Starting in July, ESSENCE will be highlighting some of these powerful women, the “Dignity Ambassadors” and their stories, as well as the powerful work they are doing within their own communities, outside of the campaign for our She, The People series.
And to be sure, these women are not just women with lived experience, they are experts in their fields, wholly versed in the nuances of the criminal justice system, and the voices that truly need to be highlighted and heard.
“People with lived experience are experts. When we think about prison, we don’t look at the people who actually live in the prison unfortunately as the experts. But what has been effective is making sure that when people who have been incarcerated are the ones leading the conversations, that are actually at the table that are drafting legislation,” Sam said.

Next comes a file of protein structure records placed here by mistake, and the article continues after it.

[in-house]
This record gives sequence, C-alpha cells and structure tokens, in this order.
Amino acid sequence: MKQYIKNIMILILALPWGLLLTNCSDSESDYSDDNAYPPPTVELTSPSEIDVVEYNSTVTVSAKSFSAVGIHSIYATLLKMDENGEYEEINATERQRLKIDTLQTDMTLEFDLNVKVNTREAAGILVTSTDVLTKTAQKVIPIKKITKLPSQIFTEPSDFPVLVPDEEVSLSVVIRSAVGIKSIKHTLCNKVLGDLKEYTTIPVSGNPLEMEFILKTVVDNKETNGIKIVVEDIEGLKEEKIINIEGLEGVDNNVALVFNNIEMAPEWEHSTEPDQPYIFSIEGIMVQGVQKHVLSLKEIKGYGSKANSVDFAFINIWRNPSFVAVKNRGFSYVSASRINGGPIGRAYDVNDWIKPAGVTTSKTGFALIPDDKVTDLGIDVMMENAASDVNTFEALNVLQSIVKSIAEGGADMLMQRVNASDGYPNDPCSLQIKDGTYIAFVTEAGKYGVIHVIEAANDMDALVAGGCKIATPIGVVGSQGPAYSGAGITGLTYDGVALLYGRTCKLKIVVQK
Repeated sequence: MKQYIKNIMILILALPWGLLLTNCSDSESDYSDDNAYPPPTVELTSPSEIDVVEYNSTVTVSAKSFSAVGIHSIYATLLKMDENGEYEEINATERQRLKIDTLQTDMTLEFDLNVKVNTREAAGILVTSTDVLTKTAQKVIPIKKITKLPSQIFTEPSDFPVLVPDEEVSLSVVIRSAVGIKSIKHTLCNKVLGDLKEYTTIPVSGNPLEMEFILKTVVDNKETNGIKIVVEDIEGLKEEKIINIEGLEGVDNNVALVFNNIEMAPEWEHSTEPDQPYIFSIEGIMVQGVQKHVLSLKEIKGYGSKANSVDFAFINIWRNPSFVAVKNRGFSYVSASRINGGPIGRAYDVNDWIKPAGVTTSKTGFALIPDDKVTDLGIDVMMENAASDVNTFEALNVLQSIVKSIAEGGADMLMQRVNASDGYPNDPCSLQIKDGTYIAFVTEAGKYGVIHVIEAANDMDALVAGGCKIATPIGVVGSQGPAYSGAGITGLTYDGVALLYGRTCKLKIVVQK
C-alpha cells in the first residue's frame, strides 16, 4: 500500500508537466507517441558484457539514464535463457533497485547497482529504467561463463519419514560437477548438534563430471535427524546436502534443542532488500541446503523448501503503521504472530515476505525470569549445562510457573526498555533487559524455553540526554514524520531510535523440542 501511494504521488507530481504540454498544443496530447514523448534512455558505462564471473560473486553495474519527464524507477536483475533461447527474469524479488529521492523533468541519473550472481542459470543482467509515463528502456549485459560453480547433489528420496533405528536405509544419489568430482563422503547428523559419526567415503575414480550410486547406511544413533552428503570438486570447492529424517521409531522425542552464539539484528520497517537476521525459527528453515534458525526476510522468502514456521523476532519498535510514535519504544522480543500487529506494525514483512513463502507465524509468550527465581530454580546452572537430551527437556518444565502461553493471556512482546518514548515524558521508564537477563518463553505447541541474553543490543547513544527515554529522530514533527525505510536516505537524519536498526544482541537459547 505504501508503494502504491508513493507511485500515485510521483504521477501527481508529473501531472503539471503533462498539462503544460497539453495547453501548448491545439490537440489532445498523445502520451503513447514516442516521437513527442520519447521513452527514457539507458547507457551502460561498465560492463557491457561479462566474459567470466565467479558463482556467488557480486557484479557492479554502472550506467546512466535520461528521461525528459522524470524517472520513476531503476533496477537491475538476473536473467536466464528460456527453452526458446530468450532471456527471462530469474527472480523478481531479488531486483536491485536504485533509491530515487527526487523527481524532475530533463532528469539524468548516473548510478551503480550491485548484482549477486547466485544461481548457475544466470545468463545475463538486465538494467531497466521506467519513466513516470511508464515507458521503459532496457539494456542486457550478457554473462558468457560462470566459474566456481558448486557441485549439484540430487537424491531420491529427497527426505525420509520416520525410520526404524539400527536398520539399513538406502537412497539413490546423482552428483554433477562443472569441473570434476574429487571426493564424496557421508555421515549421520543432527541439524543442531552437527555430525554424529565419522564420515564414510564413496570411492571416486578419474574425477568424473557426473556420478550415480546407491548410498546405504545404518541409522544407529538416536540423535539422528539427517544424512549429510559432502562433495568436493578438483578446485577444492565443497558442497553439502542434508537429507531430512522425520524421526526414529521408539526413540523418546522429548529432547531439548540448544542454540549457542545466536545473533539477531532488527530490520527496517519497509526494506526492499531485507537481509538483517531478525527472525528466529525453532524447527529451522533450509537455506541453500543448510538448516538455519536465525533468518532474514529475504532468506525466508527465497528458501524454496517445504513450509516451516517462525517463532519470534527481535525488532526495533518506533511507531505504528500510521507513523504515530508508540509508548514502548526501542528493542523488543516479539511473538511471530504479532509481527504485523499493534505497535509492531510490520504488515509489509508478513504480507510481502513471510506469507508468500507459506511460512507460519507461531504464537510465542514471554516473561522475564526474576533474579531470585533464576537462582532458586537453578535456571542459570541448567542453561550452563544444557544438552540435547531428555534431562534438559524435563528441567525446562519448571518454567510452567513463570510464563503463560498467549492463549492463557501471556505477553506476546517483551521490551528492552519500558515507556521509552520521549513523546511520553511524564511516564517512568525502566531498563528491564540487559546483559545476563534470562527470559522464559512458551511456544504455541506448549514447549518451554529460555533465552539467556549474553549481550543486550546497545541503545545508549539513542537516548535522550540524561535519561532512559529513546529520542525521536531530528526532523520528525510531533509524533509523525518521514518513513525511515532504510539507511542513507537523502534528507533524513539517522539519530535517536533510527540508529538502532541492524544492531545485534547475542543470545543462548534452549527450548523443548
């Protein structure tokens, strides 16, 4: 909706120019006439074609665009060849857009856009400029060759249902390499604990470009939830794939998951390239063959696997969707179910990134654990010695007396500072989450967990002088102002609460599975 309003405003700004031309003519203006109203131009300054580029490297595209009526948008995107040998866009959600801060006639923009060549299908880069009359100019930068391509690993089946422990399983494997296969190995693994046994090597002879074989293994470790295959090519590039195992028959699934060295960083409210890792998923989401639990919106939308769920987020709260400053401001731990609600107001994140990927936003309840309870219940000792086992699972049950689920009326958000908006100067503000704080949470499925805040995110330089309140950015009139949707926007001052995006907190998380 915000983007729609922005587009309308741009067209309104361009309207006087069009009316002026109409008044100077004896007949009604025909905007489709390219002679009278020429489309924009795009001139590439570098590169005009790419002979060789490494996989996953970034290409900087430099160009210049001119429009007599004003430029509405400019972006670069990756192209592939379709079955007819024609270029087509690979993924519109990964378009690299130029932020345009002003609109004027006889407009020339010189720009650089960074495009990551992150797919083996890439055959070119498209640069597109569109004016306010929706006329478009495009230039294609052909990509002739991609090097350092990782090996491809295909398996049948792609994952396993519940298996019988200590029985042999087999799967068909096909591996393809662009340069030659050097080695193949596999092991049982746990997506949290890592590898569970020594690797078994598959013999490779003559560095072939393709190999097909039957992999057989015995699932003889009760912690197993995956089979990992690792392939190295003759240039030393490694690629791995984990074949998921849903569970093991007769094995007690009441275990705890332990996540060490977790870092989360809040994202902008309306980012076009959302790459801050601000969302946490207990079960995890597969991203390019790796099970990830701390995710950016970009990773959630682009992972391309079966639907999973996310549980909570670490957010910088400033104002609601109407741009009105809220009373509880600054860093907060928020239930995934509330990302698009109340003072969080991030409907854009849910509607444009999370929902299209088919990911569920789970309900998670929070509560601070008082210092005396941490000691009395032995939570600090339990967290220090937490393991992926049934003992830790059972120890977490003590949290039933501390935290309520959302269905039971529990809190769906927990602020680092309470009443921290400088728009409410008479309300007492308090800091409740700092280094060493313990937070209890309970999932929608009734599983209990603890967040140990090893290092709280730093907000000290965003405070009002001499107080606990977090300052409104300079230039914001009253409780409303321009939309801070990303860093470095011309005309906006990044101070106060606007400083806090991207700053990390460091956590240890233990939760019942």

“They have all lived in a prison, in a cage. They’ve all been through horrific experiences. Some worse than even my own. They all have taken what they’ve learned and decided to not allow that to cripple them, but empower them,” Sam added.
“They’re the experts, they’re the ones who have lived behind the walls,” Jackson echoed. “They’re the ones who know what it’s like to experience some of these things that we’re talking about. I’ve never been incarcerated. I had a husband who was incarcerated, so I can speak to the impact on women from that perspective, but I’ve never actually lived in a prison. And I think having their experience and their expertise has really grounded this campaign. It’s really created a dynamic where you just have people leading with their hearts.”